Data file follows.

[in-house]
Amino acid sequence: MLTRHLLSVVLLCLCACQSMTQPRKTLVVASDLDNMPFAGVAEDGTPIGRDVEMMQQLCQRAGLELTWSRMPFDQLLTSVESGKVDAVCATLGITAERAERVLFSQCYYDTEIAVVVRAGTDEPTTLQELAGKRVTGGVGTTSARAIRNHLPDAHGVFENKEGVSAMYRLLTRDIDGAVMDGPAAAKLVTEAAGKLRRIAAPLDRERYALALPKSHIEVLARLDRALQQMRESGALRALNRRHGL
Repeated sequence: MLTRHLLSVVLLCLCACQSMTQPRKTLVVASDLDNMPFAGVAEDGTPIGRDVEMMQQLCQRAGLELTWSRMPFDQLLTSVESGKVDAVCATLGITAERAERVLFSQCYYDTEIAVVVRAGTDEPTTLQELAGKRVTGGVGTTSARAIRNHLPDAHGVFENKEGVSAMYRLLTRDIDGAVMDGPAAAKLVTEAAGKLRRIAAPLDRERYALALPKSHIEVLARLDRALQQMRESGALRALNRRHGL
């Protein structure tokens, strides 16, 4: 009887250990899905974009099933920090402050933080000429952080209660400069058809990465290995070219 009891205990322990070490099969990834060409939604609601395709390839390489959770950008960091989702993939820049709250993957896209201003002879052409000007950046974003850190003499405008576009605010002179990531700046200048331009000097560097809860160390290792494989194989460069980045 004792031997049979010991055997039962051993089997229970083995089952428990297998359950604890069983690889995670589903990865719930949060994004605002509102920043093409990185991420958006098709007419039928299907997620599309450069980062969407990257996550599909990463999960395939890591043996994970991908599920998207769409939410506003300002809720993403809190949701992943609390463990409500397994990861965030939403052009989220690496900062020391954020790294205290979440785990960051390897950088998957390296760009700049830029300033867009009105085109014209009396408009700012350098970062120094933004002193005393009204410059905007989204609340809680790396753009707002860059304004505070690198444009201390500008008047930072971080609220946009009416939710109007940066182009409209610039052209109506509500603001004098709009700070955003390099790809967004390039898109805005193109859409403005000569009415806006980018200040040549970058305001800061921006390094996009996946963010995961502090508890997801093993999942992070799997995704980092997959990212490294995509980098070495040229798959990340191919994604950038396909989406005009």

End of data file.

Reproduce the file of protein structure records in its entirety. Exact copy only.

[in-house]
Amino acid sequence: MLTRHLLSVVLLCLCACQSMTQPRKTLVVASDLDNMPFAGVAEDGTPIGRDVEMMQQLCQRAGLELTWSRMPFDQLLTSVESGKVDAVCATLGITAERAERVLFSQCYYDTEIAVVVRAGTDEPTTLQELAGKRVTGGVGTTSARAIRNHLPDAHGVFENKEGVSAMYRLLTRDIDGAVMDGPAAAKLVTEAAGKLRRIAAPLDRERYALALPKSHIEVLARLDRALQQMRESGALRALNRRHGL
Repeated sequence: MLTRHLLSVVLLCLCACQSMTQPRKTLVVASDLDNMPFAGVAEDGTPIGRDVEMMQQLCQRAGLELTWSRMPFDQLLTSVESGKVDAVCATLGITAERAERVLFSQCYYDTEIAVVVRAGTDEPTTLQELAGKRVTGGVGTTSARAIRNHLPDAHGVFENKEGVSAMYRLLTRDIDGAVMDGPAAAKLVTEAAGKLRRIAAPLDRERYALALPKSHIEVLARLDRALQQMRESGALRALNRRHGL
């Protein structure tokens, strides 16, 4: 009887250990899905974009099933920090402050933080000429952080209660400069058809990465290995070219 009891205990322990070490099969990834060409939604609601395709390839390489959770950008960091989702993939820049709250993957896209201003002879052409000007950046974003850190003499405008576009605010002179990531700046200048331009000097560097809860160390290792494989194989460069980045 004792031997049979010991055997039962051993089997229970083995089952428990297998359950604890069983690889995670589903990865719930949060994004605002509102920043093409990185991420958006098709007419039928299907997620599309450069980062969407990257996550599909990463999960395939890591043996994970991908599920998207769409939410506003300002809720993403809190949701992943609390463990409500397994990861965030939403052009989220690496900062020391954020790294205290979440785990960051390897950088998957390296760009700049830029300033867009009105085109014209009396408009700012350098970062120094933004002193005393009204410059905007989204609340809680790396753009707002860059304004505070690198444009201390500008008047930072971080609220946009009416939710109007940066182009409209610039052209109506509500603001004098709009700070955003390099790809967004390039898109805005193109859409403005000569009415806006980018200040040549970058305001800061921006390094996009996946963010995961502090508890997801093993999942992070799997995704980092997959990212490294995509980098070495040229798959990340191919994604950038396909989406005009």